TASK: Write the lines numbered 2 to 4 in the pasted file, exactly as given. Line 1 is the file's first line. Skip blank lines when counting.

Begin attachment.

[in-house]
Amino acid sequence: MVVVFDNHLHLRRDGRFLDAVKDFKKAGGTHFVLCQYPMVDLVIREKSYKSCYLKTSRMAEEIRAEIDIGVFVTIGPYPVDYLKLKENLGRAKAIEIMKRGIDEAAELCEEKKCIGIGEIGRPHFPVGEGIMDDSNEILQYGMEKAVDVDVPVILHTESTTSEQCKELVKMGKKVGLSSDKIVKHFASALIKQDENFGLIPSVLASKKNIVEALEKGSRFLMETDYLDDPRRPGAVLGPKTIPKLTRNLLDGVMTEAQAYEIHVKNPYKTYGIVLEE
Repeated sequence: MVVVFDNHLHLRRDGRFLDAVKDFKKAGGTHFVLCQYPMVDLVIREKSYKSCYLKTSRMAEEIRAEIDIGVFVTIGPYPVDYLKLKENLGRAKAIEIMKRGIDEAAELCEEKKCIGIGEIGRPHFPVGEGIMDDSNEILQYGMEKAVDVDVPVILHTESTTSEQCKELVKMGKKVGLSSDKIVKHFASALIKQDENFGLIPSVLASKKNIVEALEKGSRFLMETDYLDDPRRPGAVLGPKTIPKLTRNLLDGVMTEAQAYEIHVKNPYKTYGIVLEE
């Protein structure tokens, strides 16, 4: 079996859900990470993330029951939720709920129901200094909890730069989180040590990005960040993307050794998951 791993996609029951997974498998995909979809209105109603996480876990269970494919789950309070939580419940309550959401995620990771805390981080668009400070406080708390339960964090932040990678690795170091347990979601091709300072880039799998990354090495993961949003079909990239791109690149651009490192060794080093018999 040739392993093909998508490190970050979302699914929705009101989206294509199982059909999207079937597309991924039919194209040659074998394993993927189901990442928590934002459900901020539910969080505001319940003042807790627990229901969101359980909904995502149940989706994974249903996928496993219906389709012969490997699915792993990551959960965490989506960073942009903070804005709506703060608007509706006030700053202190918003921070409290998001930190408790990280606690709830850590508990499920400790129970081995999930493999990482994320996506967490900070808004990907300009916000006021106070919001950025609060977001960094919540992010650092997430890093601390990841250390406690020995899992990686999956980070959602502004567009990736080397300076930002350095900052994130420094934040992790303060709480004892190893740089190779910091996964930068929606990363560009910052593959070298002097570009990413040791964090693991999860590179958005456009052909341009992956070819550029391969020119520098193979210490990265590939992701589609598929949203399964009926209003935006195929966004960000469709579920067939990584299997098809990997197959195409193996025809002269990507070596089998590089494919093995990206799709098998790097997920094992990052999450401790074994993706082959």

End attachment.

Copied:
Amino acid sequence: MVVVFDNHLHLRRDGRFLDAVKDFKKAGGTHFVLCQYPMVDLVIREKSYKSCYLKTSRMAEEIRAEIDIGVFVTIGPYPVDYLKLKENLGRAKAIEIMKRGIDEAAELCEEKKCIGIGEIGRPHFPVGEGIMDDSNEILQYGMEKAVDVDVPVILHTESTTSEQCKELVKMGKKVGLSSDKIVKHFASALIKQDENFGLIPSVLASKKNIVEALEKGSRFLMETDYLDDPRRPGAVLGPKTIPKLTRNLLDGVMTEAQAYEIHVKNPYKTYGIVLEE
Repeated sequence: MVVVFDNHLHLRRDGRFLDAVKDFKKAGGTHFVLCQYPMVDLVIREKSYKSCYLKTSRMAEEIRAEIDIGVFVTIGPYPVDYLKLKENLGRAKAIEIMKRGIDEAAELCEEKKCIGIGEIGRPHFPVGEGIMDDSNEILQYGMEKAVDVDVPVILHTESTTSEQCKELVKMGKKVGLSSDKIVKHFASALIKQDENFGLIPSVLASKKNIVEALEKGSRFLMETDYLDDPRRPGAVLGPKTIPKLTRNLLDGVMTEAQAYEIHVKNPYKTYGIVLEE
């Protein structure tokens, strides 16, 4: 079996859900990470993330029951939720709920129901200094909890730069989180040590990005960040993307050794998951 791993996609029951997974498998995909979809209105109603996480876990269970494919789950309070939580419940309550959401995620990771805390981080668009400070406080708390339960964090932040990678690795170091347990979601091709300072880039799998990354090495993961949003079909990239791109690149651009490192060794080093018999 040739392993093909998508490190970050979302699914929705009101989206294509199982059909999207079937597309991924039919194209040659074998394993993927189901990442928590934002459900901020539910969080505001319940003042807790627990229901969101359980909904995502149940989706994974249903996928496993219906389709012969490997699915792993990551959960965490989506960073942009903070804005709506703060608007509706006030700053202190918003921070409290998001930190408790990280606690709830850590508990499920400790129970081995999930493999990482994320996506967490900070808004990907300009916000006021106070919001950025609060977001960094919540992010650092997430890093601390990841250390406690020995899992990686999956980070959602502004567009990736080397300076930002350095900052994130420094934040992790303060709480004892190893740089190779910091996964930068929606990363560009910052593959070298002097570009990413040791964090693991999860590179958005456009052909341009992956070819550029391969020119520098193979210490990265590939992701589609598929949203399964009926209003935006195929966004960000469709579920067939990584299997098809990997197959195409193996025809002269990507070596089998590089494919093995990206799709098998790097997920094992990052999450401790074994993706082959």